Only a few cohort studies have explored the associations of solid fuel-burning with all-cause mortality. A nationwide, large-scale cohort study found that using solid fuels for either heating or cooking would increase mortality risk; however, the participants were from only 5 rural areas in China[16, 17]. Although previous studies well-explored the association between solid fuel burning and health outcomes, there is still a lack of clear evidence to support the harmful effect caused by household fuel-burning based on the different HAP exposure patterns between cooking and heating within a nationwide sample[18], especially in the population of mid-aged or elderly who were more susceptible to chronic diseases.

Furthermore, little research focused on urban areas in this field. Although there is a huge gap between urban and rural under fuel modernization, many urban residents still use solid fuels in household life[11, 19]. Thus, we applied samples from China Health and Retirement Longitudinal Study (CHARLS) to explore the association between fuel for either cooking or heating and the risk of all-cause mortality among mid-aged or elderly participants in urban China. Meanwhile, we applied the potentially confounding effects of socioeconomic status and the house area (which might impact the ventilation function) and analyzed the interaction between fuels of different types. Moreover, the combined effect of applying solid fuels in both cooking and heating and the effect among those who switched fuels in cooking or heating during follow-up were also analyzed. Above all, we aim to give more authentic results about the relationship between burning solid fuels and all-cause mortality and may exert additional policies and regulations development in this field to achieve the public health goal.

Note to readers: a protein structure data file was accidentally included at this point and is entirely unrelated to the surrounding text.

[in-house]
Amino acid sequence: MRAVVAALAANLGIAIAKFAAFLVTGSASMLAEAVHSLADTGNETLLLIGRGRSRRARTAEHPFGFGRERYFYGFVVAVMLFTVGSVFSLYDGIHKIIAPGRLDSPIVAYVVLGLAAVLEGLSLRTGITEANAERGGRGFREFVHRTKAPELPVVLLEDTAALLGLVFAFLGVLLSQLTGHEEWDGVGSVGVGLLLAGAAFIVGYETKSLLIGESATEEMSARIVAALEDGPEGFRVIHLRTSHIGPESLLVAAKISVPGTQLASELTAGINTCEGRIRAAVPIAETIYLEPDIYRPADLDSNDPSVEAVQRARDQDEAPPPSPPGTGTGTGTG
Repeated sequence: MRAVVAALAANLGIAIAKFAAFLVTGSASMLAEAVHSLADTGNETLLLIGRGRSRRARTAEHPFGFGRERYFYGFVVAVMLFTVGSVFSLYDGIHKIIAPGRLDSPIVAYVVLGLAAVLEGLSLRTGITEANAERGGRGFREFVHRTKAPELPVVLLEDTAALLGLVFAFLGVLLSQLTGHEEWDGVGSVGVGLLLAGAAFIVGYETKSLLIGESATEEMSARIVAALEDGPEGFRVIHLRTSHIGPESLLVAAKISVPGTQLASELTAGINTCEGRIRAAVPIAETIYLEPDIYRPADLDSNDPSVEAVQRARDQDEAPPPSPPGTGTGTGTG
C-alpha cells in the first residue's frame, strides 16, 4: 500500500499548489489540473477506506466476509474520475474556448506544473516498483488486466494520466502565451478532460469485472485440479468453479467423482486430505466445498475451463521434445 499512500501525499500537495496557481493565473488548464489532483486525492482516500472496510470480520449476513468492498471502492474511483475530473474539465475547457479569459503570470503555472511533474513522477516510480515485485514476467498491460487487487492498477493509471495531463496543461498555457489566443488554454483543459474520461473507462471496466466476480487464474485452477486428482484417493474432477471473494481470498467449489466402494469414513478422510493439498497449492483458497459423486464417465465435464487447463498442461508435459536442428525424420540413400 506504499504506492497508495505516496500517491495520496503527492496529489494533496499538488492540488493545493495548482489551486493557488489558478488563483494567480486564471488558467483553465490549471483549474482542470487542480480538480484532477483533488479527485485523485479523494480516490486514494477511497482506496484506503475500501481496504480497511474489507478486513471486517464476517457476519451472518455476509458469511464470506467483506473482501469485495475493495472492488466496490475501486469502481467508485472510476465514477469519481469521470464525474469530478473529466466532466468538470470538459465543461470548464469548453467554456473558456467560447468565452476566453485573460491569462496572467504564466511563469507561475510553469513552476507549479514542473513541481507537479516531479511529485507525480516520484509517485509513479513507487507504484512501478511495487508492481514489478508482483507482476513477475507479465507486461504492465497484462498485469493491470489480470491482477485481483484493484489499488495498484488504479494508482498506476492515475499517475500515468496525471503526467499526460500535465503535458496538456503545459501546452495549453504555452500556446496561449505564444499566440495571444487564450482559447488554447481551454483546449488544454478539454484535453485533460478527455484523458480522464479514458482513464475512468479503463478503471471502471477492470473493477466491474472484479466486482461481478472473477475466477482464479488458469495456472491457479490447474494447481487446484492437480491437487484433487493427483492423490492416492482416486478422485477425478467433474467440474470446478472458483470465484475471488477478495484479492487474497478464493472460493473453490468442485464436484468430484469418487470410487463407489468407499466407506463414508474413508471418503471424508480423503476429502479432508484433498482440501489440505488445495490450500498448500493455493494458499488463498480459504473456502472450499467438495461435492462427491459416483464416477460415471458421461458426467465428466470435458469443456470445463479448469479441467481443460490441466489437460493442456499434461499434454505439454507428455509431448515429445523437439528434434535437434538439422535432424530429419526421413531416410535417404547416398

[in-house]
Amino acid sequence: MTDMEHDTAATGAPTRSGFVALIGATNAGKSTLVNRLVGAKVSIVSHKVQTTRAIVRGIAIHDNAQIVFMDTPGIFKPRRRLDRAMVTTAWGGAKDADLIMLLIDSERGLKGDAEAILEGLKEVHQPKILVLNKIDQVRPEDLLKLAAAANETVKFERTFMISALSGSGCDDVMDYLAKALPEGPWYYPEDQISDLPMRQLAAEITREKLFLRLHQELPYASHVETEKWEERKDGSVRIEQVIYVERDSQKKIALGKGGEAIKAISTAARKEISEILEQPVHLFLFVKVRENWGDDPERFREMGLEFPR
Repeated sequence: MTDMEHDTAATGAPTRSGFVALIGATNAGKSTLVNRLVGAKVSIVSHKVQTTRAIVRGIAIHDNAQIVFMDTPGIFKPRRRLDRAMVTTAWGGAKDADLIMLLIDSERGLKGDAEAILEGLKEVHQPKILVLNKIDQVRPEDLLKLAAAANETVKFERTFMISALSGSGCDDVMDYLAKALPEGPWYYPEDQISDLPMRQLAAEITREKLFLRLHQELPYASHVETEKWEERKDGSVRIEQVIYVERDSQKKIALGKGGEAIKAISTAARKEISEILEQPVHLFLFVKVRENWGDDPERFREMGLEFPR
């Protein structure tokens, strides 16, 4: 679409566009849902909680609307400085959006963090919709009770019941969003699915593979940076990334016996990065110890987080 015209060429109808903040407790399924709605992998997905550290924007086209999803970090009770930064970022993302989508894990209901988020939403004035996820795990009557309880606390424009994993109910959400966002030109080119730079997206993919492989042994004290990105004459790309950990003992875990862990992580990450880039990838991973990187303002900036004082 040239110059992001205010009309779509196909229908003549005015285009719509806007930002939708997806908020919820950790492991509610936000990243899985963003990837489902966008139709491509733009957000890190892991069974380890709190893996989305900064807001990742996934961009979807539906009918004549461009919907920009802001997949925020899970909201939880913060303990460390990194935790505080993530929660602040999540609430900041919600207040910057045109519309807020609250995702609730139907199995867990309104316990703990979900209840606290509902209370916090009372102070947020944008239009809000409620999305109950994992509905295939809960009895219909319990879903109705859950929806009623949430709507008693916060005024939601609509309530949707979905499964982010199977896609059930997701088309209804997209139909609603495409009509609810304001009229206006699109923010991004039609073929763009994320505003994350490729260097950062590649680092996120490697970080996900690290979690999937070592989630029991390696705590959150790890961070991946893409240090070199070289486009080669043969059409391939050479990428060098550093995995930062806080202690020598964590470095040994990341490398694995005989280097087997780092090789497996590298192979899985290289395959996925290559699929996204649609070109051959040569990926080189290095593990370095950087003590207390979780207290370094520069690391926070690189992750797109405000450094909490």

Study design and participants

CHARLS is a national longitudinal cohort study covering 450 urban communities and rural villages across 28 provinces of China. Participants were all middle-aged and older adults. The research agenda of CHARLS has been described elsewhere in detail[20].

In a life history survey (CHARLS 2014), trained interviewers obtained the previous experience of each participant by a standard life history questionnaire. The survey offered the past information about the household fuels (coal, electricity, central heating, or gas) usage of 2011–2012 (Wave 1) nationally baseline participants.

Baseline survey was launched from 2011 to 2012 and included 4603 participants ≥ 45 years living in urban with follow-ups conducted every 2 or 3 years. As shown in Fig. 1, in this study, we excluded those participants who failed to report the type of household energy in 2011 (n = 665) and those who lost follow-up at the 7.5-year follow-up in 2018 (n = 1079). Eventually, a total of 2859 participants were included in the present study. The study protocol was approved by Peking University’s Ethical Review Committee (IRB 0000105211015). All participants wrote informed consent before participating in the study.

Fig. 1
figure 1

Flow diagram for participants enrolled in the study

Mortality status and follow-up